I realise now that when my parents expressed opposition to the idea of my going to university, they were showing their willingness to go along with the plans of the local education authority and the local educational community generally. There must have been strong motivation to demonstrate that my early precocity was nothing but the result of my father’s ‘pushing’ me, and that I was no better suited to go to university than the children at his school. It was unlikely that any of them could be got to university (especially at that time, when ‘dumbing down’ had scarcely started), so equality of outcome would more easily be achieved by preventing me from doing so.
So having got me into a state school where the teachers were pre-warned against me and did their best to make my life a misery, my parents were only selling me the party line when they greeted my complaints about the school, and expressions of an urgent desire to leave it, with arguments on the lines of, ‘If you are so unhappy at school, I can’t think why you say you want to do research. If you were suited to academic pursuits you would not be so unhappy at school. And you say you want to go to university! Don’t think we mind if you don’t. It is perfectly all right by us if you don’t go at all.’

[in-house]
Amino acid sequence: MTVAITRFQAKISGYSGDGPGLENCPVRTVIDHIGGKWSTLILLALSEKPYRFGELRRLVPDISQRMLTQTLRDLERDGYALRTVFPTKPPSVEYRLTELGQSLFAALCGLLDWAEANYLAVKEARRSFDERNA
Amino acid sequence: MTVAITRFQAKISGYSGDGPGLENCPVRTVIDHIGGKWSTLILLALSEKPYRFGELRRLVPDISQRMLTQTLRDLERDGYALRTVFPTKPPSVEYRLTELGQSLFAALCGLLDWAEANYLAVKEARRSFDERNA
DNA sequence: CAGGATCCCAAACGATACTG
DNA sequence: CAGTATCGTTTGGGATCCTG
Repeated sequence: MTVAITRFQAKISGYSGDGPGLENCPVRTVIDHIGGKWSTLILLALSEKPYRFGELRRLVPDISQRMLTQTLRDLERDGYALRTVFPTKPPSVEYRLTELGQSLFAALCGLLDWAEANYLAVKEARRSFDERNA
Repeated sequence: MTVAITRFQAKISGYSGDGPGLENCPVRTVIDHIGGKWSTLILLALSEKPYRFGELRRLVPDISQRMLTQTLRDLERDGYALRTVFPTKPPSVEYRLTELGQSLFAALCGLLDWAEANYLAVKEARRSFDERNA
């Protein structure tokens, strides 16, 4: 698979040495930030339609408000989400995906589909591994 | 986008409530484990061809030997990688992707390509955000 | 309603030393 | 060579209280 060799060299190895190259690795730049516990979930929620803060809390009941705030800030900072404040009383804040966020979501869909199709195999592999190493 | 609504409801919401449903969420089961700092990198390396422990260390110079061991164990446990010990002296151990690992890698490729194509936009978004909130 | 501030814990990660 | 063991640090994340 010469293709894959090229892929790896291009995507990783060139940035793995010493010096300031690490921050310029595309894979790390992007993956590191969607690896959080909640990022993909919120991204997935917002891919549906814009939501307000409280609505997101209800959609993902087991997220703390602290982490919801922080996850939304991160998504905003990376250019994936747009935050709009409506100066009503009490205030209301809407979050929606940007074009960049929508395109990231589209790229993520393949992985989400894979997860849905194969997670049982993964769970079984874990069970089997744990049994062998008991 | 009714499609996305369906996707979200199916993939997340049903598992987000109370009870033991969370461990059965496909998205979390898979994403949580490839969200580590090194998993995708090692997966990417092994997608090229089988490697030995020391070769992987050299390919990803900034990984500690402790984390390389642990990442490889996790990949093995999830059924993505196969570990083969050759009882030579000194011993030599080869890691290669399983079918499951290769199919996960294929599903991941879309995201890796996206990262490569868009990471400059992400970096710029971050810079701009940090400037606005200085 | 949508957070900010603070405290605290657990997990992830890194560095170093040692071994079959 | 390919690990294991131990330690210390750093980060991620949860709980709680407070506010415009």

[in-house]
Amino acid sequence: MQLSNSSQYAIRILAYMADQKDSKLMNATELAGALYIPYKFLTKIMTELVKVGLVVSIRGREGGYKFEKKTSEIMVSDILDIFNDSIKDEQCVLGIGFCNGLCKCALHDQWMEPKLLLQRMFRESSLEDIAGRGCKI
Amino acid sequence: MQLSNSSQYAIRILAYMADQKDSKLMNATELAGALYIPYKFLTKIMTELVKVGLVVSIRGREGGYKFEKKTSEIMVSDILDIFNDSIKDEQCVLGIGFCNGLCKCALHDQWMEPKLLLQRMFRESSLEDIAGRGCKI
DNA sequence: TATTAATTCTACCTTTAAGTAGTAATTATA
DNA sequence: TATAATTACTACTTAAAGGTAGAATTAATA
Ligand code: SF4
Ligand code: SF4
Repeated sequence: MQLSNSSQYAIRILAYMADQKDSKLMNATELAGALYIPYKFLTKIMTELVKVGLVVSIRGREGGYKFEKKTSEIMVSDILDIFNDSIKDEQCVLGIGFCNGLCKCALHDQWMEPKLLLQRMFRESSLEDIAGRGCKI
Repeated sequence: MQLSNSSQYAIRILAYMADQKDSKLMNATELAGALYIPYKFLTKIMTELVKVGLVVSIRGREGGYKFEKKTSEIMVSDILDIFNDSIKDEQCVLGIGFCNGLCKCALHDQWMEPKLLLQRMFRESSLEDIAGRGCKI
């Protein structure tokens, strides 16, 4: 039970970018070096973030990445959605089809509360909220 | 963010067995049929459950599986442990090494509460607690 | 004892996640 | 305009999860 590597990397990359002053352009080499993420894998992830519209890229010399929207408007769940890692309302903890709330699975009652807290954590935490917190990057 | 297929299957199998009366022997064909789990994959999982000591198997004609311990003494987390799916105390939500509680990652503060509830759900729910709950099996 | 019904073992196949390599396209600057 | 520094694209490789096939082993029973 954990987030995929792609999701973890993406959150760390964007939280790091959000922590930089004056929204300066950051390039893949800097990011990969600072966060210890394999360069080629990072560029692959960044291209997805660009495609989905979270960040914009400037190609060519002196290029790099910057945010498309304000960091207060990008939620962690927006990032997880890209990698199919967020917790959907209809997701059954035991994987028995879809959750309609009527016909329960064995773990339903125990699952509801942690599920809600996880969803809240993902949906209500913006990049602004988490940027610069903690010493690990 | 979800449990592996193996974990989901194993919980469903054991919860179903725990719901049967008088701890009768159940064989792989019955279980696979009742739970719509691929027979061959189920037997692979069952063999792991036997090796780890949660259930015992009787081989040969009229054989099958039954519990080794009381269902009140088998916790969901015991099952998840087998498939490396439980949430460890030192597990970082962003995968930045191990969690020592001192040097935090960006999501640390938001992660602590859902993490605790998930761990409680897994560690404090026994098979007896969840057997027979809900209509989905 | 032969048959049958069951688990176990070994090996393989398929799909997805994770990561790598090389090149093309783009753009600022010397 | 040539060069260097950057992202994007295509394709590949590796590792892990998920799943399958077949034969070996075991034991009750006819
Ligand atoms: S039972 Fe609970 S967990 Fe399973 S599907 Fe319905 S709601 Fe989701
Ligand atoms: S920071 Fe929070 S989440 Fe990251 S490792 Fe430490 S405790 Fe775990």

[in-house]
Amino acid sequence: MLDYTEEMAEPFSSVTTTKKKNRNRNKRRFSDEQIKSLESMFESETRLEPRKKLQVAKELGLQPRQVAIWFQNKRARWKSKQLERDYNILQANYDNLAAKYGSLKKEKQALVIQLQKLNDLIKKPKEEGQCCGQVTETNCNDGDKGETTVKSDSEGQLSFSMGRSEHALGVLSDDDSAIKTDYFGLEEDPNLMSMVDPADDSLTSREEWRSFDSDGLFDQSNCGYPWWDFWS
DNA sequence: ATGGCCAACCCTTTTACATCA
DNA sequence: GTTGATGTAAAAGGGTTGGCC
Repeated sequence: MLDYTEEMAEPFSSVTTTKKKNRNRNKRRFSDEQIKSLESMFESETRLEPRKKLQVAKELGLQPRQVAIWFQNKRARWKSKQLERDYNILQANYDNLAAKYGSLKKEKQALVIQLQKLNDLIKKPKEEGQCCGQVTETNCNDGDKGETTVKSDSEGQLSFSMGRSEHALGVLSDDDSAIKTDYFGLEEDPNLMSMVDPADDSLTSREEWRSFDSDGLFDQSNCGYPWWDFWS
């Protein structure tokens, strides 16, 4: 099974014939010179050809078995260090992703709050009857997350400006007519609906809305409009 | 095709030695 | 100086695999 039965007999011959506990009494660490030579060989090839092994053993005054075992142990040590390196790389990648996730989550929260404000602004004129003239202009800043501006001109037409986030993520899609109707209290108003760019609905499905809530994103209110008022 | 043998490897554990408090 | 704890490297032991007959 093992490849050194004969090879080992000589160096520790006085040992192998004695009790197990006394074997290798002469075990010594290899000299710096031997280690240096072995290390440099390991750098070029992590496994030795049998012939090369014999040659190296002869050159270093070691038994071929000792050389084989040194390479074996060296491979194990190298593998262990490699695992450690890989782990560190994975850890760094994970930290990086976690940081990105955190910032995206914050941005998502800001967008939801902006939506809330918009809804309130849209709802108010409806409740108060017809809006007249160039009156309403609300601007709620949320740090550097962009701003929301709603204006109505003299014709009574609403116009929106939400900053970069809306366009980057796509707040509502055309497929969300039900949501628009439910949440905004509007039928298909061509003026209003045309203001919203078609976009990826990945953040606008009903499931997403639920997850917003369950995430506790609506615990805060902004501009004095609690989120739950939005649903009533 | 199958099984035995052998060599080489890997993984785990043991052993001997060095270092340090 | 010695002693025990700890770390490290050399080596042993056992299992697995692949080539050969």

Or, in fact, ‘Despair and die.’ It always reminded me of the ghosts which appeared to Richard III in his dream in Shakespeare’s play.
‘Despair and die.’ This was in general the attitude towards me for many years. At Somerville it was, ‘It doesn’t matter if you can’t do well enough to get a research scholarship. There is no need to change your subject or allow you to improve your circumstances in any way. It doesn’t matter if you don’t get to do research or have an academic career. Research is dull. Just don’t worry about it. Despair and die.’